The book indeed constantly emphasizes the importance of “mechanisms” for producing collective wisdom. No group is spontaneously wise – only under specific institutional and procedural conditions can a democracy make the right decisions. Reflecting on various democratic assemblies, Josiah Ober, David Estlund, Jon Elster, and Adrian Vermeule all seek to define institutional mechanisms likely to increase either members’ individual competence (e.g., election, information gathering), their diversity (e.g. proportional representation, selection by lot), or the assembly’s overall performance. Estlund and Elster both reflect on the democratic assembly’s optimal size: at what threshold does a group become more inclined to make wise decisions? Conversely, at what point does an assembly become too numerous to think and decide judiciously? As Estlund points out, some “expanding factors” count in favor of a large assembly (p. 237), but this does not imply that all citizens should be routinely included in the decision-making process. Because diversity of viewpoints and interests is ultimately limited (p. 242) and because “specialization” can sometimes compensate for a decrease in the number of participants (List, p. 225), representative democracy ultimately provides the appropriate framework for collective wisdom.

Finally, a key feature of collective political wisdom naturally relates to the group’s decision-making rules. As Christian List’s account of the “discursive dilemma” shows, the quality of a group’s responses largely depends on the procedures the group adopts for “decomposing” and aggregating judgments. Philippe Urfalino compares French and American medicine evaluation committees’ decision rules for determining whether a molecule qualifies as a medicine and can be put on the market. He pays particular attention to “apparent consensus decision-making”, where a decision is reached once members no longer express objections to a proposal. The consensus is “apparent”, Urfalino argues, because it often results from partial delegation of judgment by some to more competent members (p. 186, p. 199) [8] . However interesting, this method probably illustrates scientific decision-making’s special features more than it tells us about political and democratic decision-making. In a democratic context, the decision rule with the least controversial “epistemic properties” (Landemore, p. 265) is still majority rule.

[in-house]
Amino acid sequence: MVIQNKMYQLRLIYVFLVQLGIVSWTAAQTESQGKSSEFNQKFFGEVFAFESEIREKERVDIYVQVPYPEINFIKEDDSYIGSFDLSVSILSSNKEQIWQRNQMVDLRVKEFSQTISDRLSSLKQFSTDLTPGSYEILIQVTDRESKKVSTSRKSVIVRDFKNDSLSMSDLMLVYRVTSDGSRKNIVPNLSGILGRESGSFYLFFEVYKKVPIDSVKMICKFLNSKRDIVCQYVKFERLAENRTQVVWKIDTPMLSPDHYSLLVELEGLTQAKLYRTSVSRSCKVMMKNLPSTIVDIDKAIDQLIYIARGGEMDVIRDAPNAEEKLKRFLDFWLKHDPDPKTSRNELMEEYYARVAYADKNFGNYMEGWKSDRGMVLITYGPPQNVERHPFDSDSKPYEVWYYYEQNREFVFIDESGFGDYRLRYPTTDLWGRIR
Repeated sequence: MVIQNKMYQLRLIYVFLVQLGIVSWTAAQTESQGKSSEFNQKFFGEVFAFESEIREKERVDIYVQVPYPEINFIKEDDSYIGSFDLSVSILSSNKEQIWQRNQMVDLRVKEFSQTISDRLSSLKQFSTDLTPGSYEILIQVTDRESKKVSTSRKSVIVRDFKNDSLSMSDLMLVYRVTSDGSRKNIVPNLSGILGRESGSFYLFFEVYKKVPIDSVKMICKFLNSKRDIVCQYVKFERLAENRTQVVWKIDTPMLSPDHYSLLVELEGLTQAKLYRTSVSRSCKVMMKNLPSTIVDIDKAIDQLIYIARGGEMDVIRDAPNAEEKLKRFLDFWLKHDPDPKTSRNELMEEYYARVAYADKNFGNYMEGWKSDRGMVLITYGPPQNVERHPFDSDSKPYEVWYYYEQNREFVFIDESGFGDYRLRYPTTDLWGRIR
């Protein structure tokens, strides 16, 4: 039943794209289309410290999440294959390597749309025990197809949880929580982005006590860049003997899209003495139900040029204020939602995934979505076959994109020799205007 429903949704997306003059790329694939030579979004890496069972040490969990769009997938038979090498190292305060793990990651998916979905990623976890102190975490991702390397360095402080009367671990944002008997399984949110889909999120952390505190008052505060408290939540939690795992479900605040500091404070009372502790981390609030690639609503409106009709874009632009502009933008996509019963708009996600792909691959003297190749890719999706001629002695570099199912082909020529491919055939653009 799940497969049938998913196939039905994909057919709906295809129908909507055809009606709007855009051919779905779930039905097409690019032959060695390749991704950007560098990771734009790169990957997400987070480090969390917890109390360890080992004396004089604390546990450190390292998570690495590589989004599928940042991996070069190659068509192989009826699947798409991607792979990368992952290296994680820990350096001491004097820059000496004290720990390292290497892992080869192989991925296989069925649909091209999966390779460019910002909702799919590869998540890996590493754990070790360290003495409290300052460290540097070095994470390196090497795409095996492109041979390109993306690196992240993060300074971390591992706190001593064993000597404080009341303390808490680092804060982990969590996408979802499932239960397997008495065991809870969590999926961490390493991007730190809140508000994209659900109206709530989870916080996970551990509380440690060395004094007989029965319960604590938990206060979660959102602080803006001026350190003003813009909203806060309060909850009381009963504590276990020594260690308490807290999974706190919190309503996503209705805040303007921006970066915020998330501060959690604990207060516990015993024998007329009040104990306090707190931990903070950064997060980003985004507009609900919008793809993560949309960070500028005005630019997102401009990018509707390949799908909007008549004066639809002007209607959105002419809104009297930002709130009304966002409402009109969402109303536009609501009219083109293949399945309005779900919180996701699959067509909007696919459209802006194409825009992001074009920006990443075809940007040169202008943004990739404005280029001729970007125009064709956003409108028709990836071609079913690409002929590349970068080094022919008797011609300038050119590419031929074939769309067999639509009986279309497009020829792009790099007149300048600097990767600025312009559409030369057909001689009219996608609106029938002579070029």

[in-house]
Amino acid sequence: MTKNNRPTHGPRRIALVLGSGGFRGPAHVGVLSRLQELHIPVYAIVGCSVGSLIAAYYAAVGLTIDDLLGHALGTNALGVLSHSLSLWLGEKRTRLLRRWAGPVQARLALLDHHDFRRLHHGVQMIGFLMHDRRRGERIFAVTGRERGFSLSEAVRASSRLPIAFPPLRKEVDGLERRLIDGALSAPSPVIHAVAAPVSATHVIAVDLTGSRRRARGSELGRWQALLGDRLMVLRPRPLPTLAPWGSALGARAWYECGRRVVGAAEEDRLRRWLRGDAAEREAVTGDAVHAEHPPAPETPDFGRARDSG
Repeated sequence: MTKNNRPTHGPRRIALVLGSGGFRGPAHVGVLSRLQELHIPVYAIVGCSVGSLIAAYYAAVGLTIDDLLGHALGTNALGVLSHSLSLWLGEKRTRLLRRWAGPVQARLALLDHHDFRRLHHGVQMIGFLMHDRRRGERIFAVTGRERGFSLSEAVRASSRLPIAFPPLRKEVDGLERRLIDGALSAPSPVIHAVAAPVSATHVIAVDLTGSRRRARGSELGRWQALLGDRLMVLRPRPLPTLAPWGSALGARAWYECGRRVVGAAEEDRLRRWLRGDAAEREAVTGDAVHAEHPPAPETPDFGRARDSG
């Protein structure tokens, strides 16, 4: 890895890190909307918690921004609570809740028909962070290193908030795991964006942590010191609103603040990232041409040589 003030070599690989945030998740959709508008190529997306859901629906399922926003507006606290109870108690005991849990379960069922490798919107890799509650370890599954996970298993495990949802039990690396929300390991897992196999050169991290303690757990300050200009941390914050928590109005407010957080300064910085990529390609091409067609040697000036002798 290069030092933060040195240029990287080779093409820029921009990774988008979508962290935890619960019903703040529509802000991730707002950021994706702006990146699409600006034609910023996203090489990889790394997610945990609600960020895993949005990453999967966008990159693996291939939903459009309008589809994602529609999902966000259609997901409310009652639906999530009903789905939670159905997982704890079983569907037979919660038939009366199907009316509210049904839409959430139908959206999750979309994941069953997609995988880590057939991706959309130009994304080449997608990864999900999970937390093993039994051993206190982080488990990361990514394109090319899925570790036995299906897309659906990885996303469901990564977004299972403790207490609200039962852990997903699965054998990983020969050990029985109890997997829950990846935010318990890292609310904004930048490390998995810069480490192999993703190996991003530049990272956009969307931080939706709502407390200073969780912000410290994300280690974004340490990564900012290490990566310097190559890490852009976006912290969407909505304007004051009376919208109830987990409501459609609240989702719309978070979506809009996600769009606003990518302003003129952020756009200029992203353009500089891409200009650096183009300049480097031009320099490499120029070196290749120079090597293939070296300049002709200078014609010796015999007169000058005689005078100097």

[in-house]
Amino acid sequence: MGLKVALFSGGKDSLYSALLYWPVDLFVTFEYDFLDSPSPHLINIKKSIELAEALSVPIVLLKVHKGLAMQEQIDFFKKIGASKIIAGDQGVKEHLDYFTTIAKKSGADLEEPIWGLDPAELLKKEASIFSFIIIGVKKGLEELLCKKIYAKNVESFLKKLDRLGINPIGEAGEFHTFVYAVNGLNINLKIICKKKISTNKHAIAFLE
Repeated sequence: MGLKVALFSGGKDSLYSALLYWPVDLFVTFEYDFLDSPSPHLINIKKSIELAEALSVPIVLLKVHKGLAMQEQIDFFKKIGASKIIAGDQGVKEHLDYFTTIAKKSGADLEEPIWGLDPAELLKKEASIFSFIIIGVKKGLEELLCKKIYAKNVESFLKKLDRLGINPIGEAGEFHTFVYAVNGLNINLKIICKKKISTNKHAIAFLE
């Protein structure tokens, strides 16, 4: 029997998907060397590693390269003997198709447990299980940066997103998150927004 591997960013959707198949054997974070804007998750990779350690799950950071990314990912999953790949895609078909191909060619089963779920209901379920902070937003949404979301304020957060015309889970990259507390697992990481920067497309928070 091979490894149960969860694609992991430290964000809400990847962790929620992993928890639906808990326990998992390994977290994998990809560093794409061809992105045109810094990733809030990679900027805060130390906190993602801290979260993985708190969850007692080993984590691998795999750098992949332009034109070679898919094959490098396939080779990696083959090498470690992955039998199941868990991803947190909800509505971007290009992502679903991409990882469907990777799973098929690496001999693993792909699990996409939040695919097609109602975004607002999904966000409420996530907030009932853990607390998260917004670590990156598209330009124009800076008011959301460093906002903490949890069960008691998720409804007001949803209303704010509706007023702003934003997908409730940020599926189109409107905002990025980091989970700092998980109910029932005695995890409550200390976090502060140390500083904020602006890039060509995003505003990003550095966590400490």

Deliberation and Aggregation

The significance of Collective Wisdom partly lies in the “post-deliberative turn” it initiates. While the authors acknowledge the importance of discussion and debate between group members (Landemore, p. 257-62), they do not consider deliberation as the necessary and sufficient condition of collective wisdom. As Origgi’s and Vermeule’s contributions suggest, an aggregation procedure alone might well produce correct decisions and predictions. A group can be wise without having to abide by the constraining and often unrealistic rituals of deliberative theory, such as shared norms of rationality by the partners, indefinite time for discussion, or rational consensus in favor of the best argument.

Aggregation may well produce miracles and diversity may well broaden perspectives; however, deliberation often unites and deepens a group’s positions. In that regard, one cannot but regret the book’s lack of a genuinely collective voice on collective wisdom. Despite Landemore’s illuminating introduction and Elster’s synthetic conclusion, the unity of the matter at hand is still in question: are the authors really talking about the same thing? Can the production of consumer conformism be compared to the public search for the common good, or democratic decision-making to the conclusions of a panel of doctors? The chapters’ random arrangement, as well as their competing conceptions of collective wisdom and of what counts as a right decision, highlight the book’s relative failure to elicit a real dialogue between the various disciplines and fields that it intended to bring closer to one another.

To quote this article :

Juliette Roussin, « The Wisdom of Crowds », Books and Ideas , 20 February 2014. ISSN : 2105-3030. URL : http://www.booksandideas.net/The-Wisdom-of-Crowds.html

Nota Bene:

If you want to discuss this essay further, you can send a proposal to the editorial team. We will get back to you as soon as possible.

by Juliette Roussin , 20 February 2014

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Footnotes

[1James Surowiecki, The Wisdom of Crowds, New York, Anchor Books, 2005.

[2Six of the book’s fifteen chapters were first published in French in Raison publique, 2010/12. See Didier Mineur’s review for La Vie des Idées.

[3Aristotle, Politics, Indianapolis/Cambridge, Hackett, 1998, tr. C. D. C. Reeve, III, 11, 1281b, p. 83.

[4Condorcet, Essai sur l’application de l’analyse à la probabilité des décisions rendues à la pluralité des voix, in Sur les élections et autres textes, Paris, Fayard, 1986.

[5Scott Page, The Difference: How the Power of Diversity Creates Better Groups, Firms, Schools, and Societies, Princeton, Princeton University Press, 2008, p. 163.

[6See Luc Goupil’s and Clément Imbert’s interview with Augustin Landier on the French prediction market Prédipol on La Vie des Idées.

[7Caplan argues elsewhere that average voters are characterized by an “antimarket bias”, an “anti-foreign bias”, a “make-work bias”, and a “pessimistic bias”. See The Myth of the Rational Voter: Why Democracies Choose Bad Policies, Princeton, Princeton University Press, p. 9.

[8See Stéphanie Novak’s interview with Philippe Urfalino on La Vie des Idées.